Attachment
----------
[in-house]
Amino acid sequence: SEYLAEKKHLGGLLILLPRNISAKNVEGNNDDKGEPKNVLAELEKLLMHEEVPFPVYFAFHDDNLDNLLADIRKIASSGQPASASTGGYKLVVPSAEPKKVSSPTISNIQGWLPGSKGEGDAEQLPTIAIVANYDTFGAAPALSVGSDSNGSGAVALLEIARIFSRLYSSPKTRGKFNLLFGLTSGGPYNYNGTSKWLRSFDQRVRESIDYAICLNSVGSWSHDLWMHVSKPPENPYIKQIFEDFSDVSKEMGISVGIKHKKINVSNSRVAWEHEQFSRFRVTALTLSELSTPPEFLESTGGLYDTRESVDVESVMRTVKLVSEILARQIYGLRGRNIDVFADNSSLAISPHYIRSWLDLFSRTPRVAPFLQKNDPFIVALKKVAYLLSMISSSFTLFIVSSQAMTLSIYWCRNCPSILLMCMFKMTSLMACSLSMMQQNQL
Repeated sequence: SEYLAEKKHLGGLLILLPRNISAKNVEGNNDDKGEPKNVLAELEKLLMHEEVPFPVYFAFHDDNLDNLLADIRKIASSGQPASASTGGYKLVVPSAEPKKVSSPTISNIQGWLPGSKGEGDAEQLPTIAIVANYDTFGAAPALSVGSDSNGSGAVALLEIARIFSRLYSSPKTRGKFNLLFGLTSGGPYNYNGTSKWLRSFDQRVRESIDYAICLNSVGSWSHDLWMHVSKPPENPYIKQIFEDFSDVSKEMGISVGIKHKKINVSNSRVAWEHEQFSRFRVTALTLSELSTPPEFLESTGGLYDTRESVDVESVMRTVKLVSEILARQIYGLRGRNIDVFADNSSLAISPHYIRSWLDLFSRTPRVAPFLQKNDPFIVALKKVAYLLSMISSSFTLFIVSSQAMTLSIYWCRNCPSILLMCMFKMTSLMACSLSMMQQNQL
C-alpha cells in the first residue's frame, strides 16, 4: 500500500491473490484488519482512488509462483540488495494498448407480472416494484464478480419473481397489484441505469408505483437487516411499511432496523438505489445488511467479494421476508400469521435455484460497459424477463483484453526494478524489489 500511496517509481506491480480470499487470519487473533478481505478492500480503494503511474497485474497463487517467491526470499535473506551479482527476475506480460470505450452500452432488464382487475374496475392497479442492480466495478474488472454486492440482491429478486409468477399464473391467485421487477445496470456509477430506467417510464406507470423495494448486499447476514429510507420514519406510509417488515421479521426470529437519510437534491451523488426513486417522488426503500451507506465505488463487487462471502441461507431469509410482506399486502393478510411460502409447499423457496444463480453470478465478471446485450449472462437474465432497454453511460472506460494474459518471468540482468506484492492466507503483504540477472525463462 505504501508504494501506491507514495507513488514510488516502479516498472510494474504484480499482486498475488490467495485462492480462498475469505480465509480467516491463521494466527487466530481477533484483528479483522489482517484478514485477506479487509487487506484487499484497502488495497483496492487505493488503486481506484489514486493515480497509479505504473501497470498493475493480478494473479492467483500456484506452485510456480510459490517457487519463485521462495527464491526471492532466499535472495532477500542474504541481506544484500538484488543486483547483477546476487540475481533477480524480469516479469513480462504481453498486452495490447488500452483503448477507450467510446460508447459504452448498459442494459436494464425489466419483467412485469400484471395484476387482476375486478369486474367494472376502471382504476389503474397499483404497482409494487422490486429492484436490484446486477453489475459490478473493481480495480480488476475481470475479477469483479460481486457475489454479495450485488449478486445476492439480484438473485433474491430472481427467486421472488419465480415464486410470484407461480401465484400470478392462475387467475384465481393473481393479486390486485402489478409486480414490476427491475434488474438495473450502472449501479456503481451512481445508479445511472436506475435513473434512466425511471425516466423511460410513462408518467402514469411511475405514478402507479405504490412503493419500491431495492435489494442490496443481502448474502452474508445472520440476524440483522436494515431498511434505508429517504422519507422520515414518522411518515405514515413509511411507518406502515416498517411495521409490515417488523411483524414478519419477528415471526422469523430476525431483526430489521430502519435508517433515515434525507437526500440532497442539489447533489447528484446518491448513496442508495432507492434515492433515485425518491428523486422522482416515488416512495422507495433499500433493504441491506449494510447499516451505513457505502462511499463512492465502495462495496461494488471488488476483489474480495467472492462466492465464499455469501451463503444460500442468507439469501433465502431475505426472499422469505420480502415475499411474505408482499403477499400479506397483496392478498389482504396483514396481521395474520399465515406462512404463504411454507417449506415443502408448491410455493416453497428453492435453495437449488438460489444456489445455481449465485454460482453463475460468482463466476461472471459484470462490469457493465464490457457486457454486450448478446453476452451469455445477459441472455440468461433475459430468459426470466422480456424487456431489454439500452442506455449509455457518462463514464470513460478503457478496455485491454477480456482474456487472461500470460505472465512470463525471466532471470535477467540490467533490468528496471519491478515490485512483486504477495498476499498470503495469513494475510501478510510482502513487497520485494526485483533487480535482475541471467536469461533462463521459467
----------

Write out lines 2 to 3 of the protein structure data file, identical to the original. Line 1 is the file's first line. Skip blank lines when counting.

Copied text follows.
Amino acid sequence: SEYLAEKKHLGGLLILLPRNISAKNVEGNNDDKGEPKNVLAELEKLLMHEEVPFPVYFAFHDDNLDNLLADIRKIASSGQPASASTGGYKLVVPSAEPKKVSSPTISNIQGWLPGSKGEGDAEQLPTIAIVANYDTFGAAPALSVGSDSNGSGAVALLEIARIFSRLYSSPKTRGKFNLLFGLTSGGPYNYNGTSKWLRSFDQRVRESIDYAICLNSVGSWSHDLWMHVSKPPENPYIKQIFEDFSDVSKEMGISVGIKHKKINVSNSRVAWEHEQFSRFRVTALTLSELSTPPEFLESTGGLYDTRESVDVESVMRTVKLVSEILARQIYGLRGRNIDVFADNSSLAISPHYIRSWLDLFSRTPRVAPFLQKNDPFIVALKKVAYLLSMISSSFTLFIVSSQAMTLSIYWCRNCPSILLMCMFKMTSLMACSLSMMQQNQL
Repeated sequence: SEYLAEKKHLGGLLILLPRNISAKNVEGNNDDKGEPKNVLAELEKLLMHEEVPFPVYFAFHDDNLDNLLADIRKIASSGQPASASTGGYKLVVPSAEPKKVSSPTISNIQGWLPGSKGEGDAEQLPTIAIVANYDTFGAAPALSVGSDSNGSGAVALLEIARIFSRLYSSPKTRGKFNLLFGLTSGGPYNYNGTSKWLRSFDQRVRESIDYAICLNSVGSWSHDLWMHVSKPPENPYIKQIFEDFSDVSKEMGISVGIKHKKINVSNSRVAWEHEQFSRFRVTALTLSELSTPPEFLESTGGLYDTRESVDVESVMRTVKLVSEILARQIYGLRGRNIDVFADNSSLAISPHYIRSWLDLFSRTPRVAPFLQKNDPFIVALKKVAYLLSMISSSFTLFIVSSQAMTLSIYWCRNCPSILLMCMFKMTSLMACSLSMMQQNQL